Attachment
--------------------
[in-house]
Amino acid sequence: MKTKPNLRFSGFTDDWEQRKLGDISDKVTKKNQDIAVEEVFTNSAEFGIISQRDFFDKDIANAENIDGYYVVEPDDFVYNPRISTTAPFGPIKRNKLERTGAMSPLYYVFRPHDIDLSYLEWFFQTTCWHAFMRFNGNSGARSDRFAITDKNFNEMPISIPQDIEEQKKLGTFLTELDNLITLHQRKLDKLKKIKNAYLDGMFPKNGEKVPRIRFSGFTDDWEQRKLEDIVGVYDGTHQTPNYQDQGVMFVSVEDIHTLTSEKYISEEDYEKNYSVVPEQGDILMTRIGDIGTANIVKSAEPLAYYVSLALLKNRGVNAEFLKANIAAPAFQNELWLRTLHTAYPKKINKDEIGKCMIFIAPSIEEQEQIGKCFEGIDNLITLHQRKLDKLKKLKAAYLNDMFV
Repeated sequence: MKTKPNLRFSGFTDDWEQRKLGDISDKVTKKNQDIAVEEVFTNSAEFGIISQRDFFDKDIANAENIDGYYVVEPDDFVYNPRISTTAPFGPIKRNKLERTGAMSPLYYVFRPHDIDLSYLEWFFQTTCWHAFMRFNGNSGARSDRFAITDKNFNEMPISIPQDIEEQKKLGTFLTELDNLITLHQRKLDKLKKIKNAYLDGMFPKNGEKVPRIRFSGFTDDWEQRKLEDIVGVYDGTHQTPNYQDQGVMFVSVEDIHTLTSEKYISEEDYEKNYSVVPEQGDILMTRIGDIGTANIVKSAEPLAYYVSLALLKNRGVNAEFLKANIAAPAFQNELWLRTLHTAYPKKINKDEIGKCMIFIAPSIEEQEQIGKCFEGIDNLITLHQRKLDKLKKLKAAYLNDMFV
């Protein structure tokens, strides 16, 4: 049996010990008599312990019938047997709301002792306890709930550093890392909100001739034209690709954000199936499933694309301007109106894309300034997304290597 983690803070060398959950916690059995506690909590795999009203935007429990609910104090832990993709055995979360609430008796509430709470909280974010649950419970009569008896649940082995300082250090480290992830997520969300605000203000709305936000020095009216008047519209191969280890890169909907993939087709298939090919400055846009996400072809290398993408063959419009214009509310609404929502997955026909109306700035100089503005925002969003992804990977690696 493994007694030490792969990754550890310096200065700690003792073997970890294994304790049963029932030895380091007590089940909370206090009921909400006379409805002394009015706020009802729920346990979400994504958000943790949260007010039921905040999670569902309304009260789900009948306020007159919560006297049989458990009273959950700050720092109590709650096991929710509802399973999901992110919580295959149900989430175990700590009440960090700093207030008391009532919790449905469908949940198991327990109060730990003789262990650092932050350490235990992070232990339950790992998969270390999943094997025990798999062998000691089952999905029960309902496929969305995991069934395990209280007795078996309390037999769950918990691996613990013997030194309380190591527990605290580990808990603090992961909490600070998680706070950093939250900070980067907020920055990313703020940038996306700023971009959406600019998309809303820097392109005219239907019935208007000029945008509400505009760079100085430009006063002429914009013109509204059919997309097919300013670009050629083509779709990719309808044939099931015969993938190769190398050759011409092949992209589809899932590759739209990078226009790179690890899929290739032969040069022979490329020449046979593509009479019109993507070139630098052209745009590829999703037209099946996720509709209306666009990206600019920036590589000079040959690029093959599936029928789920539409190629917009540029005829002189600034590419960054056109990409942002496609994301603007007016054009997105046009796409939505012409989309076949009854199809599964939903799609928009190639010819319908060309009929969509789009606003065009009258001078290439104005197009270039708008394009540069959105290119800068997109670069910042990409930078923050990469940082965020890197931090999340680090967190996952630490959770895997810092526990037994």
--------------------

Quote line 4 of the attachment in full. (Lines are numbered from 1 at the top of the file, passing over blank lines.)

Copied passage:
């Protein structure tokens, strides 16, 4: 049996010990008599312990019938047997709301002792306890709930550093890392909100001739034209690709954000199936499933694309301007109106894309300034997304290597 983690803070060398959950916690059995506690909590795999009203935007429990609910104090832990993709055995979360609430008796509430709470909280974010649950419970009569008896649940082995300082250090480290992830997520969300605000203000709305936000020095009216008047519209191969280890890169909907993939087709298939090919400055846009996400072809290398993408063959419009214009509310609404929502997955026909109306700035100089503005925002969003992804990977690696 493994007694030490792969990754550890310096200065700690003792073997970890294994304790049963029932030895380091007590089940909370206090009921909400006379409805002394009015706020009802729920346990979400994504958000943790949260007010039921905040999670569902309304009260789900009948306020007159919560006297049989458990009273959950700050720092109590709650096991929710509802399973999901992110919580295959149900989430175990700590009440960090700093207030008391009532919790449905469908949940198991327990109060730990003789262990650092932050350490235990992070232990339950790992998969270390999943094997025990798999062998000691089952999905029960309902496929969305995991069934395990209280007795078996309390037999769950918990691996613990013997030194309380190591527990605290580990808990603090992961909490600070998680706070950093939250900070980067907020920055990313703020940038996306700023971009959406600019998309809303820097392109005219239907019935208007000029945008509400505009760079100085430009006063002429914009013109509204059919997309097919300013670009050629083509779709990719309808044939099931015969993938190769190398050759011409092949992209589809899932590759739209990078226009790179690890899929290739032969040069022979490329020449046979593509009479019109993507070139630098052209745009590829999703037209099946996720509709209306666009990206600019920036590589000079040959690029093959599936029928789920539409190629917009540029005829002189600034590419960054056109990409942002496609994301603007007016054009997105046009796409939505012409989309076949009854199809599964939903799609928009190639010819319908060309009929969509789009606003065009009258001078290439104005197009270039708008394009540069959105290119800068997109670069910042990409930078923050990469940082965020890197931090999340680090967190996952630490959770895997810092526990037994």